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. Last Updated: 07/27/2016

Hill Spins, Schumacher Wins Race

HOCKENHEIM, Germany -- Formula One champion Michael Schumacher gained the lead when Damon Hill skidded off the track one lap into the race and held on to become the first home driver to win the German Grand Prix.

Hill, who started out of pole position Sunday after setting the fastest time in qualifying in his Williams-Renault, spun out of control at the end of the first lap, heading into the North Curve of the Hockenheim Ring.

In five pole starts this season, Hill has not won a race. The Briton has two wins, both of them coming from behind.

Schumacher's fifth victory of the Grand Prix season extended his lead in drivers' standings over Hill to 21 points. By picking up 10 points Sunday, he now has a total of 56, while Hill stayed at 35 after nine of the season's 17 races.

Schumacher, who started from the front row in second position in his Benetton-Renault, led for most of the race once Hill careened into the gravel and the wall of tires.

The German lost the lead only after making the first of his two pit stops at lap 18, but was back in the front on lap 24.

"Delighted is not the right word,'' Schumacher said after the race. "It's crazy to win at here, to win in Germany, in front of these fans, it's crazy, it's unbelievable, it's a dream.''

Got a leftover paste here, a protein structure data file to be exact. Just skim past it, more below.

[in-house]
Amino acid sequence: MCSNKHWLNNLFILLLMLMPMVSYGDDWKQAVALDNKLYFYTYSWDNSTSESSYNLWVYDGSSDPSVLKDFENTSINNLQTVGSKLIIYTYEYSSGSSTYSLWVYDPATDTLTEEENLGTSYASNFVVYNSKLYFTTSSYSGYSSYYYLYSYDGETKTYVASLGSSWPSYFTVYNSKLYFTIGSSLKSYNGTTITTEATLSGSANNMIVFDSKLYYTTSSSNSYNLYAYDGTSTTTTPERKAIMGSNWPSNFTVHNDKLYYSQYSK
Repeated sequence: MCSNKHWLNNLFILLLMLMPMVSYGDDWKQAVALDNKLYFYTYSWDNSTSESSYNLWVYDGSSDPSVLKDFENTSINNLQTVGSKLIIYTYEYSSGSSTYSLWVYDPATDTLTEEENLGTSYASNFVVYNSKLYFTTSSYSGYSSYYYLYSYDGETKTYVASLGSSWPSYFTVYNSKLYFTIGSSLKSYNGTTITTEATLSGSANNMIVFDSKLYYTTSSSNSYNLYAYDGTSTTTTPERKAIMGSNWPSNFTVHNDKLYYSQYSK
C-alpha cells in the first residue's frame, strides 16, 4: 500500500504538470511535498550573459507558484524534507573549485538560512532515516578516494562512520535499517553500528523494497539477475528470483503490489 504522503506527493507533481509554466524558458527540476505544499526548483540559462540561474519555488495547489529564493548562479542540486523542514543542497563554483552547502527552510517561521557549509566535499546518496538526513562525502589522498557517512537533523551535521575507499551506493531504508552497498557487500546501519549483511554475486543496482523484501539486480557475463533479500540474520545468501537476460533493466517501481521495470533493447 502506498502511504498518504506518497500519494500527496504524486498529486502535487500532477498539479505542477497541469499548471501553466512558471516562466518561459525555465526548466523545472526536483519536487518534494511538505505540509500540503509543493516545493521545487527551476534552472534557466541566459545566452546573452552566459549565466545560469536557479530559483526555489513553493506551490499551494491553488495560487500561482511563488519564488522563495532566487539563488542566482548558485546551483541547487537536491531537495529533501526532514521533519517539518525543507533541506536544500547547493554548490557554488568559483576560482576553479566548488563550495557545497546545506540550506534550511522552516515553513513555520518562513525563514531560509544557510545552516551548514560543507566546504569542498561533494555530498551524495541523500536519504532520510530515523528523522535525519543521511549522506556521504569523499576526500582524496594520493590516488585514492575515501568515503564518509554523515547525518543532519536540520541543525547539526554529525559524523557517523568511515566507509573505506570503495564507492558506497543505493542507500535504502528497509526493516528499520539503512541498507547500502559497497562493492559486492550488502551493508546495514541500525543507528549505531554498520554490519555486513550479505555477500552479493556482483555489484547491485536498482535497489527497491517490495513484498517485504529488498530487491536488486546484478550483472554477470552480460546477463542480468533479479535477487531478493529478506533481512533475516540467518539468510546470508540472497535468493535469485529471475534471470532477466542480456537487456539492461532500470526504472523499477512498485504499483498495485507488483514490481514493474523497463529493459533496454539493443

Commenting on Hill's spin, Schumacher said: "I thought the first corner could be quite slippery and I braked early. I saw Damon slide sideways and hit the wall and I couldn't believe it.

"This win here is more emotional for me than the world championship title," he said.

Hill, 34, was unable to explain what happened.

"I can't say exactly what happened at this stage, except that I was pitched into an oversteer very suddenly.

"I wasn't overdoing it. I changed down a gear for the bend, then suddenly the back end went away from me," Hill said.

"This is pretty devastating for my championship hopes,'' he said.

David Coulthard of Britain, Hill's Williams-Renault teammate, finished second, while last year's winner Gerhard Berger of Austria came in third in a Ferrari.

Berger was penalized 10 seconds for anticipating the start and climbed his way to the podium after dropping as far behind as 14th.

"I just put the car into gear and moved forward maybe 10 centimeters. I was still behind the white line and wasn't moving when the green light came on. I didn't feel I had a jump start,'' Berger said.

"But if you had told me before the race that I'd be third, I'd have been happy.''

The second Ferrari driver, Jean Alesi of France, went out with engine trouble on lap 12.

As Schumacher went across the finish line, 100,000 fans celebrated by shooting off flares and firecrackers and waving thousands of flags on a sunny, warm day.

Schumacher, 26, posted a time of one hour, 22 minutes, 56.043 seconds for the 45-lap race on the 6.823-kilometer circuit. Coulthard was 5.988 seconds behind Schumacher after the German eased up at the end of the race. Berger was one minute, 8.097 seconds behind.

(For other results, see Scorecard)